DIW Weekly Report 19 / 2019, S. 169-175
Michael A. Ribers, Hannes Ullrich
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Improving physicians’ prescription practices is a primary strategy for countering the rise in resistance to antibiotics. This would prevent physicians from incorrectly prescribing antibiotics, one of the main causes of antibiotic resistance. The increasing availability of medical data and methods of machine learning provide an opportunity to generate instant diagnoses. In the present study, the example of urinary tract infections in Denmark is used to demonstrate how data-based predictions can improve clinical practice in the face of increasing antibiotic resistance. For this purpose, comprehensive administrative and medical data, in combination with machine learning methods and economic modeling, were used to develop rules for prescribing antibiotics. The total number of prescriptions could be reduced by 7.42 percent by applying the recommended policy measures without reducing the number of treated bacterial infections. This demonstrates the great potential of this method. However, in Germany this potential cannot be tapped until more information is digitized. The information that must be supplied to the IT systems in physicians’ practices and hospitals is often collected and saved by decentralized institutions; linking it is key.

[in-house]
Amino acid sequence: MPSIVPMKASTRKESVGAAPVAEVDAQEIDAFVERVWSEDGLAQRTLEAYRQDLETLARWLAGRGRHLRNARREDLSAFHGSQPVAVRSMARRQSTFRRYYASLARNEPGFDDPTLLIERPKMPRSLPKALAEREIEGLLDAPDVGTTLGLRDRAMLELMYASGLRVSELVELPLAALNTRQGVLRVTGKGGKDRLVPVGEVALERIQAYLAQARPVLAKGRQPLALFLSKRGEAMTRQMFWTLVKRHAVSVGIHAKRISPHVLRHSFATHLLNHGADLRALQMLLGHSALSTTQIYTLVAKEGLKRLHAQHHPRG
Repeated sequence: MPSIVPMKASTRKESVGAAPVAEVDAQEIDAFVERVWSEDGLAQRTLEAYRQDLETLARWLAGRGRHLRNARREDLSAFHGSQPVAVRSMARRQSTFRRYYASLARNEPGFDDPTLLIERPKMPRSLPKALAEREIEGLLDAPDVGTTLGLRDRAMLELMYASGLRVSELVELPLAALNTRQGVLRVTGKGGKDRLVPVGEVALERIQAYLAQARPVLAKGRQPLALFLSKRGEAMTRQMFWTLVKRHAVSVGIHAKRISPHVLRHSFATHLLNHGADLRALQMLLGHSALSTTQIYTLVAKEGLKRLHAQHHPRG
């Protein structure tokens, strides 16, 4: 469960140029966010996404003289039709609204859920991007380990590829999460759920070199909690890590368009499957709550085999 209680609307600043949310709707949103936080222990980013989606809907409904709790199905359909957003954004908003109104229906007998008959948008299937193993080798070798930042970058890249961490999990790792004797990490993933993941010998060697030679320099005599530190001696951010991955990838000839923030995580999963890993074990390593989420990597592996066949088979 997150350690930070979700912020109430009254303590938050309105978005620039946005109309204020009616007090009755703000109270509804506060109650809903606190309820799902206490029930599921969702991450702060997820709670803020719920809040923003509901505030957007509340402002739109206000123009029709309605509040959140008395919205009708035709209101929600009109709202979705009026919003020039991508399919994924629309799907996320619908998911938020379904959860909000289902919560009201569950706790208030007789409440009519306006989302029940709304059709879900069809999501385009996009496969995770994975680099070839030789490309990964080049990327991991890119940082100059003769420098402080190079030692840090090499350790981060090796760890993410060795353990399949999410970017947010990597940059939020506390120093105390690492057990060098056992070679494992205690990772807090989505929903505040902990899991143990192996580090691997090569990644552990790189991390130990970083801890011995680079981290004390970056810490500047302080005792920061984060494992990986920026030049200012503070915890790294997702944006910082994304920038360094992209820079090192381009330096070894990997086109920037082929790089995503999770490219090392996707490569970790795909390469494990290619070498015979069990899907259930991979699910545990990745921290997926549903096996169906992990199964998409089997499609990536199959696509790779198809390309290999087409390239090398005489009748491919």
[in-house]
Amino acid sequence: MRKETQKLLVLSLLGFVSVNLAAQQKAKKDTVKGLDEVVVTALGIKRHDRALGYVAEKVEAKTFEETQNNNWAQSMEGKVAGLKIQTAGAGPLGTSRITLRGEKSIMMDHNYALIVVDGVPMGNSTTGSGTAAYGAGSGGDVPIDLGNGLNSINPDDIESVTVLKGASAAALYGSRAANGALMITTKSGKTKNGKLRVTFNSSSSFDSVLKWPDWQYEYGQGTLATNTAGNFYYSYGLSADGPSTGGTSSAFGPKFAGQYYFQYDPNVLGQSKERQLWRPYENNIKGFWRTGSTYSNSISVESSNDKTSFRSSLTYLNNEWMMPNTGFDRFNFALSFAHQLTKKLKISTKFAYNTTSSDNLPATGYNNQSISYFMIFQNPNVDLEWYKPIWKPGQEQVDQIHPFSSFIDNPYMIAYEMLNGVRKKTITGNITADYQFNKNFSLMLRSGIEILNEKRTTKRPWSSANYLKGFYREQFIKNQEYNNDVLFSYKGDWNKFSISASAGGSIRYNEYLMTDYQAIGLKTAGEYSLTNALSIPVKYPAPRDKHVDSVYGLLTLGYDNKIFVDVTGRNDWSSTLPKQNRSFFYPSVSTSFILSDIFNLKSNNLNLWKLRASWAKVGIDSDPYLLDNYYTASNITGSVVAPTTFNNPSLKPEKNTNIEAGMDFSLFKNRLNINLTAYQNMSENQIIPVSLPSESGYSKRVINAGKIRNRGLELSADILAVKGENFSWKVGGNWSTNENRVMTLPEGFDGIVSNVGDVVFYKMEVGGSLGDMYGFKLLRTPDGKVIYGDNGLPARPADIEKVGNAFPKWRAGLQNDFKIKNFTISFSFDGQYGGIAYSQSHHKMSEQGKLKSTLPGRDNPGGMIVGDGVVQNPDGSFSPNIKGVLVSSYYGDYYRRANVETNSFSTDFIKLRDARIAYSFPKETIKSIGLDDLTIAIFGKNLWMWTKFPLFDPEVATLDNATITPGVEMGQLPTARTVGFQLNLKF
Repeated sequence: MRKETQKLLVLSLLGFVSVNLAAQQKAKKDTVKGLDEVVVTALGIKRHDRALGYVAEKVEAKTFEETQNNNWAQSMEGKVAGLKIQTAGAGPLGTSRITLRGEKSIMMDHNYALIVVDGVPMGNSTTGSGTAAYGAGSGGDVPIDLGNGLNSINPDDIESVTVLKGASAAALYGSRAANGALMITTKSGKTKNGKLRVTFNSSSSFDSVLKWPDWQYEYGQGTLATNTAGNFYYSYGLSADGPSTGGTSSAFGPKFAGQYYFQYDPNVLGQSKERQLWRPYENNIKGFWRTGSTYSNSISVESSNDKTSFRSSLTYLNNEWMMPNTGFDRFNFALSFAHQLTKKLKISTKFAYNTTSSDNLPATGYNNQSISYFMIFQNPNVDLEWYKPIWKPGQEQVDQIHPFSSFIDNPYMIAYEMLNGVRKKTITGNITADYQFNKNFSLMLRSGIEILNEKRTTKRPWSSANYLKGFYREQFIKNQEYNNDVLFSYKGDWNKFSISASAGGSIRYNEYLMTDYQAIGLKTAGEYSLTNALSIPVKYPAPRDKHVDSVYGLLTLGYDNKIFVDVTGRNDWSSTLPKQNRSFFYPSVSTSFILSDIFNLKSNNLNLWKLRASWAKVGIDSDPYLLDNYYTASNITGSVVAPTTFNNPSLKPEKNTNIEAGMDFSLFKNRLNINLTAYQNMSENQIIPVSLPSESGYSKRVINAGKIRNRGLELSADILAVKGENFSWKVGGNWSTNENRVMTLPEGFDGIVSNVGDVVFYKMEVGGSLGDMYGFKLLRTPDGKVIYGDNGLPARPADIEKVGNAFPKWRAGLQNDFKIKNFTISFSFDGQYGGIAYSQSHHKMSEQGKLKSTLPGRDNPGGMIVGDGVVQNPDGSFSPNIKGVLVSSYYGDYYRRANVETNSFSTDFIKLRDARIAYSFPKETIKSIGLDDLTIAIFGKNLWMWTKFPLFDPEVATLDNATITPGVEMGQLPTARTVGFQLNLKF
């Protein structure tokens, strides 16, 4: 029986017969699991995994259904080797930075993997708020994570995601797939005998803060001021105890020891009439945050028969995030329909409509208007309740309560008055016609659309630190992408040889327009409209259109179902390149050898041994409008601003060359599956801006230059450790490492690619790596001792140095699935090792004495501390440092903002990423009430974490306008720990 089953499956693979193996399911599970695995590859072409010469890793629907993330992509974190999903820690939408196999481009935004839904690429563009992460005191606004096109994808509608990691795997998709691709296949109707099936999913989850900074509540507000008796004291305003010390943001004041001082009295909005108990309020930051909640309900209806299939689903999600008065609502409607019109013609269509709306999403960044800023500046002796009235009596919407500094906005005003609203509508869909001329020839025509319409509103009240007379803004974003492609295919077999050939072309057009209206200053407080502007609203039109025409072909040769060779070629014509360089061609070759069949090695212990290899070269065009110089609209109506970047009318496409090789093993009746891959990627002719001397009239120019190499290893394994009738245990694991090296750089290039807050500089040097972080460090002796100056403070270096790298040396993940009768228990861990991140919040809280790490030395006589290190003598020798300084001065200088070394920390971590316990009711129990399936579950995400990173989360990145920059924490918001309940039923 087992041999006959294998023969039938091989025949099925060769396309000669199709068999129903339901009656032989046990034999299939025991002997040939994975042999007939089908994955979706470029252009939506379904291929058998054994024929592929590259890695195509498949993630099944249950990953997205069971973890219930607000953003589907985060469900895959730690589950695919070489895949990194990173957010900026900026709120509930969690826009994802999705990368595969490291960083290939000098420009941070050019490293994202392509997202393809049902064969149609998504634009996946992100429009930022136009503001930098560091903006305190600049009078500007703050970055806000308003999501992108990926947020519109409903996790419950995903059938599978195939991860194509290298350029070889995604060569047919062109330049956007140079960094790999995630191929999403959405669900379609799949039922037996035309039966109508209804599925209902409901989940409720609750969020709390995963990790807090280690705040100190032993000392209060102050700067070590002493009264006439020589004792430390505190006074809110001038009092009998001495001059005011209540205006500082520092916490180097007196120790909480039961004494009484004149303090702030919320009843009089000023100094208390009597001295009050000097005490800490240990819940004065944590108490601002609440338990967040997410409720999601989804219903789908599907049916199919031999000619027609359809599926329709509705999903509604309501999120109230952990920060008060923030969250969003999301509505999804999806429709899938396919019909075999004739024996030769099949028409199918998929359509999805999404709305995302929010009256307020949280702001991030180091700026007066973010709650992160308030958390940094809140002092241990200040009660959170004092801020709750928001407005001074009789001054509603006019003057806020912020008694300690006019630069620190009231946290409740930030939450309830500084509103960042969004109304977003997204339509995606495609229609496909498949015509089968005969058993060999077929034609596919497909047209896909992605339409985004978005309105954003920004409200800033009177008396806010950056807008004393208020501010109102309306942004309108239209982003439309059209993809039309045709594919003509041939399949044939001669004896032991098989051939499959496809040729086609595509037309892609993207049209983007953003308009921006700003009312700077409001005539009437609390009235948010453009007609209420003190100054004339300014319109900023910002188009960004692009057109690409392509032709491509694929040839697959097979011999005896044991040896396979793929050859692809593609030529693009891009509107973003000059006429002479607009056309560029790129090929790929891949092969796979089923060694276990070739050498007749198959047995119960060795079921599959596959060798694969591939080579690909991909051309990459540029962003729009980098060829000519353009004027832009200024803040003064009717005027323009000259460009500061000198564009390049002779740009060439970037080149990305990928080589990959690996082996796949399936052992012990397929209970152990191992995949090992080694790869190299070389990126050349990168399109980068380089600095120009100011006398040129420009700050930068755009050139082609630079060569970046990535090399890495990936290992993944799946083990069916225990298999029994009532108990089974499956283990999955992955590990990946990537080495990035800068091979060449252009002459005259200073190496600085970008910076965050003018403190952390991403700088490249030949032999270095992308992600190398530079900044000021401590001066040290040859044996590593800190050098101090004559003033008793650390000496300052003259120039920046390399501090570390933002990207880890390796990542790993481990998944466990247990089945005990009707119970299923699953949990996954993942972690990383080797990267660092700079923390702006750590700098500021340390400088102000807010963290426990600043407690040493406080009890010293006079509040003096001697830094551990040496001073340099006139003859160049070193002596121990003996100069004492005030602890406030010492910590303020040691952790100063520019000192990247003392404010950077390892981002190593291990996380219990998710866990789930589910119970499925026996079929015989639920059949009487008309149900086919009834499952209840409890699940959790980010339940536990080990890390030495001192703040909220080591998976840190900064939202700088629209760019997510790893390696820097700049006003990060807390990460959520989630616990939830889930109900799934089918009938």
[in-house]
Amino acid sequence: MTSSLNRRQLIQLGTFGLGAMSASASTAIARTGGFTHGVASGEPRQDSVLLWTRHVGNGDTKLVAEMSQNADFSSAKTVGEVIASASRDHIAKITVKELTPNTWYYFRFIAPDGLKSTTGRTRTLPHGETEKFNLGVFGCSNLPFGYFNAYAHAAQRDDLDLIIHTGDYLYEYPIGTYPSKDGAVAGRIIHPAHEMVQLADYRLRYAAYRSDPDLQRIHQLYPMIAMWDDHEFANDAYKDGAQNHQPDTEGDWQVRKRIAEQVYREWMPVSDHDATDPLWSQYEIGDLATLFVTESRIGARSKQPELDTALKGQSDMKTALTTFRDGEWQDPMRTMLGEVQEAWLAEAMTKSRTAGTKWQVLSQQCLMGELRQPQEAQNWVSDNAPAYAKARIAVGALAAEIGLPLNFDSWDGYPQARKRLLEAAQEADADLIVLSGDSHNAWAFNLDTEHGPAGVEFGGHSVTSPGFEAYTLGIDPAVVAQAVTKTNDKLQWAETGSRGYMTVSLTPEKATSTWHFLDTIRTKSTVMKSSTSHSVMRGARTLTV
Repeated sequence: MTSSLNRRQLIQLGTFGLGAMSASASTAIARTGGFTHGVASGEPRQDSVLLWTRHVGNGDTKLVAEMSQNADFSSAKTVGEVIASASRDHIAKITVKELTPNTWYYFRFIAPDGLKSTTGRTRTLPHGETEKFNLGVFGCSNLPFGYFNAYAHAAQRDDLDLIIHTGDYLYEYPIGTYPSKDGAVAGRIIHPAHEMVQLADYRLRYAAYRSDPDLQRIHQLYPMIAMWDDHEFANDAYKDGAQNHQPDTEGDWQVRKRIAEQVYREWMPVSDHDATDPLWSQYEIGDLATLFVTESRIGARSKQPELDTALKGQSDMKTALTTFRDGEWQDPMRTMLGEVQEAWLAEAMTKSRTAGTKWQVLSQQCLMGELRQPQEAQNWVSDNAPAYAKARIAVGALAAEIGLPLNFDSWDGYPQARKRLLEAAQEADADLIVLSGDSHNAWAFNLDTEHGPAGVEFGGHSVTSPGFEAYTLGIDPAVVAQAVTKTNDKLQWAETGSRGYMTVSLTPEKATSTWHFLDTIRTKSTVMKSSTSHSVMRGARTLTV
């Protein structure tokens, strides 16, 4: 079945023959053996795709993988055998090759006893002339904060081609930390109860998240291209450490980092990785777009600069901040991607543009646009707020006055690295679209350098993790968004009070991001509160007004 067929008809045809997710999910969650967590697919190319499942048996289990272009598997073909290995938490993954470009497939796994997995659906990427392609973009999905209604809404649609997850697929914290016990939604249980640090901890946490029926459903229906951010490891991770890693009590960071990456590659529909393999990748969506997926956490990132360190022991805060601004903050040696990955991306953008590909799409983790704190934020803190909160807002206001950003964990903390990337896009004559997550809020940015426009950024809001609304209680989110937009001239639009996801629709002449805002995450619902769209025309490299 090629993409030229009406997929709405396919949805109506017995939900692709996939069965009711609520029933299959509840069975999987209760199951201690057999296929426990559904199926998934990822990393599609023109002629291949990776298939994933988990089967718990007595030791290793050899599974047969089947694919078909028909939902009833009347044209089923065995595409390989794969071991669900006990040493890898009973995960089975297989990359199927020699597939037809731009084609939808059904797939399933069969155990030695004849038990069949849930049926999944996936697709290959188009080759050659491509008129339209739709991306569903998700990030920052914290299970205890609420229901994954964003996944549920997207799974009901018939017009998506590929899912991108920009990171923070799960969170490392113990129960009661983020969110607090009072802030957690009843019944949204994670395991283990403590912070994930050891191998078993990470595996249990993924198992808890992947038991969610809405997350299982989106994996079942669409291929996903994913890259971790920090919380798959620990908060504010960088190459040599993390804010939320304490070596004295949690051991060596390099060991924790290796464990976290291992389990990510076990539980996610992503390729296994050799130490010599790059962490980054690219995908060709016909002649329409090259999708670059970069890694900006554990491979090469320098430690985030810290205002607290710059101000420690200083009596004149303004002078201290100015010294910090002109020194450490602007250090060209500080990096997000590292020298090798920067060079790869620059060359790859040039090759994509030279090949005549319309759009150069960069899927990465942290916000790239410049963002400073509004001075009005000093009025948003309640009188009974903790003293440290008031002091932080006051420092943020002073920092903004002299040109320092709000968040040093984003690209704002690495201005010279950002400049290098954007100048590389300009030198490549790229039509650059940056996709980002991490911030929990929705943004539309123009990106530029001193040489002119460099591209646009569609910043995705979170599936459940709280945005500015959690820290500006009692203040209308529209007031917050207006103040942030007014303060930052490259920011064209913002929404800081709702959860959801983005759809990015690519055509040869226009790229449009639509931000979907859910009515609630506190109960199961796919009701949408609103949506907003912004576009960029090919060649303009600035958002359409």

Keywords: Antibiotic prescribing; prediction policy; machine learning; expert decision-making
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